Art therapy is beneficial as it directly links to emotional expression and bypasses the need to verbalise and intellectualize emotions through words.

ABOUT THE CLIENT

  • Name: Emma
  • Age: 27
  • Summary of sessions to date: Emma has attended 3 sessions to date. About a month ago she attempted suicide and her psychiatrist suggested some art therapy sessions.

CURRENT CLIENT ISSUES

Emma is currently in a new relationship about 2 months old. Emma sometimes believes her new boyfriend is the best thing to ever happen in her life. She focuses a lot of her attention on him and spends so much time with him and also spends money buying him elaborate gifts.

Lately, Emma resents him because of all the attention and effort she gives him. Emma yells at her boyfriend daily about everything that she perceives as wrong. Emma then immediately regrets yelling at him and believes he is going to leave her. This emotional upheaval led Emma to her most recent attempt at suicide as she was convinced her new boyfriend would leave her.

Emma notes she feels very unstable in her emotions. Emma feels giving her boyfriend attention and gifts will mean he won’t leave her.

ART THERAPY EXERCISE

This exercise is designed to help the client work on stabilising their emotions and overall mood. Once the client can stabilise their mood, they can start to explore other aspects of their interpersonal functioning and sense of identity.

Using watercolours as an art material can serve as an analogy that can help the client understand the influence of decisions on the volatility of emotions.

This exercise is an exploratory exercise which can help your client explore a psychological understanding of emotions as well as provide a calming experience of using watercolours.

INSTRUCTIONS:

  • If the client has not used watercolours before, explain the process of how watercolours are designed to work with water and the difference in how various quantities of water can impact how pigment reacts.
  • Ask your client to wet their paintbrush with water and then apply some watercolour pigment to a blank page.
  • Ask your client to engage in a few minutes of playing with water and pigment and noticing the effect that various quantities of water and pigment react to each other. For example, a lot of water can add chaos to the ability to control the pigment. Using controlled amounts of water can allow the creator to make something purposeful and meaningful in the artwork.
  • After the exercise, ask the client to reflect on the emotions that may have surfaced during the exercise and any insight they gained from the interaction of water and watercolour pigment.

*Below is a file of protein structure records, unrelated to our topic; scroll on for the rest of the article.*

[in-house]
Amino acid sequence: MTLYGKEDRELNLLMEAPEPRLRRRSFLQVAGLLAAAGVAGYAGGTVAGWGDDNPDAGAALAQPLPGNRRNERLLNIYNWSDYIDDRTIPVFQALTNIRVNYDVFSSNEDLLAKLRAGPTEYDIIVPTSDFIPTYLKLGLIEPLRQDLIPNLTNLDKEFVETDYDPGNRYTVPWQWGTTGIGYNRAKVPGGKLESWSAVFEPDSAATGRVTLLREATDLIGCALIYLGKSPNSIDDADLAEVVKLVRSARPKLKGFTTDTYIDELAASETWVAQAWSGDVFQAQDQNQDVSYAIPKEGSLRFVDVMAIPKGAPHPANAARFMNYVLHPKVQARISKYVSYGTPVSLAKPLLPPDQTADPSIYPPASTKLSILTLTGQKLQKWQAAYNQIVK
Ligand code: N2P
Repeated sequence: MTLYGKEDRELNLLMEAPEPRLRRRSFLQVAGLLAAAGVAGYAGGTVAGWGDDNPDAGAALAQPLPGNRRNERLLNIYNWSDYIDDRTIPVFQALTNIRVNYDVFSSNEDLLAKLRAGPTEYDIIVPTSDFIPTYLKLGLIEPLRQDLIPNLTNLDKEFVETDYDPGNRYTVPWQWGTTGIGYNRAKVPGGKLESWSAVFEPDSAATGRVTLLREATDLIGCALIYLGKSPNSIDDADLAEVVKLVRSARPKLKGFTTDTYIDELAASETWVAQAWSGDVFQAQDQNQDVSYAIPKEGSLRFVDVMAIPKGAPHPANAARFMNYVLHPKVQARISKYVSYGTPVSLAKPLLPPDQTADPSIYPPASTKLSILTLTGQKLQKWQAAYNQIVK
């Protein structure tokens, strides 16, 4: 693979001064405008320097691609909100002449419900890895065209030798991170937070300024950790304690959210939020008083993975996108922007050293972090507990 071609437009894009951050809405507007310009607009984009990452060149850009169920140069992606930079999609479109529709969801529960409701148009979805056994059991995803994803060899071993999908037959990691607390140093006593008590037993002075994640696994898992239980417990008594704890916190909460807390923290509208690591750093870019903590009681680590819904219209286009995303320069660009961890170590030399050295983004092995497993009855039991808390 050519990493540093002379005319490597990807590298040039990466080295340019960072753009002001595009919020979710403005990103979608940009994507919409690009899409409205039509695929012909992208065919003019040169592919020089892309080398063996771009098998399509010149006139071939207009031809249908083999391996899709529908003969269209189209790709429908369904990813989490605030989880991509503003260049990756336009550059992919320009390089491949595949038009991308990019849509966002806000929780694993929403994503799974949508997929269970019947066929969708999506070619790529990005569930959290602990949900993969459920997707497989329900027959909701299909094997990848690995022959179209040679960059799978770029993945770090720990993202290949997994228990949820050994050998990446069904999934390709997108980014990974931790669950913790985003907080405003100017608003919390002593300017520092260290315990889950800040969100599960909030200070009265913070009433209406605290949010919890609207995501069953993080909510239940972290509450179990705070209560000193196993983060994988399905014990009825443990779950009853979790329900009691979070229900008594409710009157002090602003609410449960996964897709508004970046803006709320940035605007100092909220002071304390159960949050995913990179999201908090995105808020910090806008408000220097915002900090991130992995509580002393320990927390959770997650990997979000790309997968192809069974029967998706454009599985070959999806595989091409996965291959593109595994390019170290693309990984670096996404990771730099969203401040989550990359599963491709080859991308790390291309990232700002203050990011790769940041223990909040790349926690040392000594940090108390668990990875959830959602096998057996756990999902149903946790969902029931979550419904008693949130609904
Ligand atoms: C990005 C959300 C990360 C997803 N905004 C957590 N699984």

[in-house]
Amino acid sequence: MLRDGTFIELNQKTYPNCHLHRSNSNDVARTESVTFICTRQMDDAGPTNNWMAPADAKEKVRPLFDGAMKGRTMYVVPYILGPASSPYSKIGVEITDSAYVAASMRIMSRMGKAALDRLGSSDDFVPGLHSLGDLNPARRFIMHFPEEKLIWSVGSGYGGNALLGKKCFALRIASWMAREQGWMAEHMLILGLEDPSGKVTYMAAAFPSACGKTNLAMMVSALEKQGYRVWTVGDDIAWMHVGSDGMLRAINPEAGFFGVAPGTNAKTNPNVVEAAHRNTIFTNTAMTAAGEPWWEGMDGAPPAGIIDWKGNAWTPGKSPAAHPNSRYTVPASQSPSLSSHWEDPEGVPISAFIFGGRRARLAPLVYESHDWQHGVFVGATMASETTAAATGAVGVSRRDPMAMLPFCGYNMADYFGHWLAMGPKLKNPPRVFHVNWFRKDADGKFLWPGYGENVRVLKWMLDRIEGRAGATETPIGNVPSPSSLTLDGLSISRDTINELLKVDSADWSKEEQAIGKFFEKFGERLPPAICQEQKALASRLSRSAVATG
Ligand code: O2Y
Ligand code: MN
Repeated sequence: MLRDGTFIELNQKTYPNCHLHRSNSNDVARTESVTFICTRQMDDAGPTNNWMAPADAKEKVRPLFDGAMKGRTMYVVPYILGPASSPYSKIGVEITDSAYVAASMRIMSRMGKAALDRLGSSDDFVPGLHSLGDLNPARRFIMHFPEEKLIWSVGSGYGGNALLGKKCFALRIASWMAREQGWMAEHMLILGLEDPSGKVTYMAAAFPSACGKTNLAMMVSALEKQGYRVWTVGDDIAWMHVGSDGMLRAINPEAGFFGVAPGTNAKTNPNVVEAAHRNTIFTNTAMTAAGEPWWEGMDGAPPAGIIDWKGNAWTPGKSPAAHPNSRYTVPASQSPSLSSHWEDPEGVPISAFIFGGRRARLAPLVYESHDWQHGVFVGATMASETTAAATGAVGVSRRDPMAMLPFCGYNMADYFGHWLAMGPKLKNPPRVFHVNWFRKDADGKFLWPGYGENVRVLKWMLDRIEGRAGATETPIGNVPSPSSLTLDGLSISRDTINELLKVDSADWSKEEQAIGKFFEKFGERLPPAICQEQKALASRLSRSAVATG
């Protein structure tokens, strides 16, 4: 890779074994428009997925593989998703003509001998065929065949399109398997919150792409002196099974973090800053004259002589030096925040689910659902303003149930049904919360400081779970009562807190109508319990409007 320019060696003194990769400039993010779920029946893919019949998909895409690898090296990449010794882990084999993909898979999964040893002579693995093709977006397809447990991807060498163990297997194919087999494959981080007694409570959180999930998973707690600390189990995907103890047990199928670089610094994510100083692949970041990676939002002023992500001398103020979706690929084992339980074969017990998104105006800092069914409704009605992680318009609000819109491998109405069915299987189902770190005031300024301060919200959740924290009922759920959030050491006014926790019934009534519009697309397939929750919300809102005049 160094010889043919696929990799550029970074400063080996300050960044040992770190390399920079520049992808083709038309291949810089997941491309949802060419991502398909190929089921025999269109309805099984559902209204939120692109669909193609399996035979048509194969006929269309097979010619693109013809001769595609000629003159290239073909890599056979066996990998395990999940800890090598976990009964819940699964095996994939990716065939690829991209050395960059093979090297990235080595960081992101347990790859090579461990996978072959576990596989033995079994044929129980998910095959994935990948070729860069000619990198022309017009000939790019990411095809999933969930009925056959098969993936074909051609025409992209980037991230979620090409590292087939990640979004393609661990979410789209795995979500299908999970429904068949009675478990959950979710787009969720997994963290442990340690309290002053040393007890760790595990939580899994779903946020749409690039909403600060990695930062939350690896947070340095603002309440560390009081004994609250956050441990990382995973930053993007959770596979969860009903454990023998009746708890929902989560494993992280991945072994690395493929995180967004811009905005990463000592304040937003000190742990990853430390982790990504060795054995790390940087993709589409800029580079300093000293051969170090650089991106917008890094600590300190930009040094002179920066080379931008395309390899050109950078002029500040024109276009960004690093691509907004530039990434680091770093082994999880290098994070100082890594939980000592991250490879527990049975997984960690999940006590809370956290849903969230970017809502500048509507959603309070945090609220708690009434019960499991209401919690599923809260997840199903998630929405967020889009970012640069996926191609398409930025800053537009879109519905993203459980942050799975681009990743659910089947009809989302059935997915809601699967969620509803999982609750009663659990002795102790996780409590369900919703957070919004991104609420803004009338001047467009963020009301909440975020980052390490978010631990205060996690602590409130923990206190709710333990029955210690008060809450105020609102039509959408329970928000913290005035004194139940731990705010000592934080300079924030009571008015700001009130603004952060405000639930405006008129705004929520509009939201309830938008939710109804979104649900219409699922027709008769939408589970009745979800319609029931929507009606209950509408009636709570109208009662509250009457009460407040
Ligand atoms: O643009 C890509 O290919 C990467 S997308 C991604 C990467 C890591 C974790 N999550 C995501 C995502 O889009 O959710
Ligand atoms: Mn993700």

SUPPLIES USED INCLUDE:

CLIENT INSIGHT AND OUTCOMES

Emma felt relaxed playing with the watercolours and applying varying degrees of water. The use of water introduced a calming medium to the art exercise for Emma.

Through applying different volumes of water and watercolour pigment, Emma was able to see how the impact of her decisions on how much water (drama) impacted the pigment (her level of emotions).

Case Study: Using Art Therapy for a Client with Borderline Personality Disorder
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DISCLAIMER

This case study represents a snapshot of the client’s progress in treatment. The exercise in this article could be used as written or as a guide for new and original tasks developed by the Art Therapist. Responsibility for treatment resides with the individual therapist who understands their clients specific needs. The art therapy exercise should not be viewed as a pre-defined directive on how to treat a client that presents with a specific range of problems.This art therapy exercise will help build a database of knowledge to draw upon when helping your client. Art Therapy is associated with psychotherapy techniques, however each therapist often approaches therapy with their own foundation of psychological interventions, whether it be psychotherapy, CBT, DBT or other methods. 

FREE DOWNLOAD: Art Therapy Exercise

Download the FREE Art Therapy Exercise based on the above Case Study. The free download includes instructions for the art therapy exercise, along with an example of the art therapy exercise.

Art Therapy Exercise
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BUILD YOUR ART THERAPY REFERENCE MATERIALS:
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Art Therapy and Borderline Personality Disorder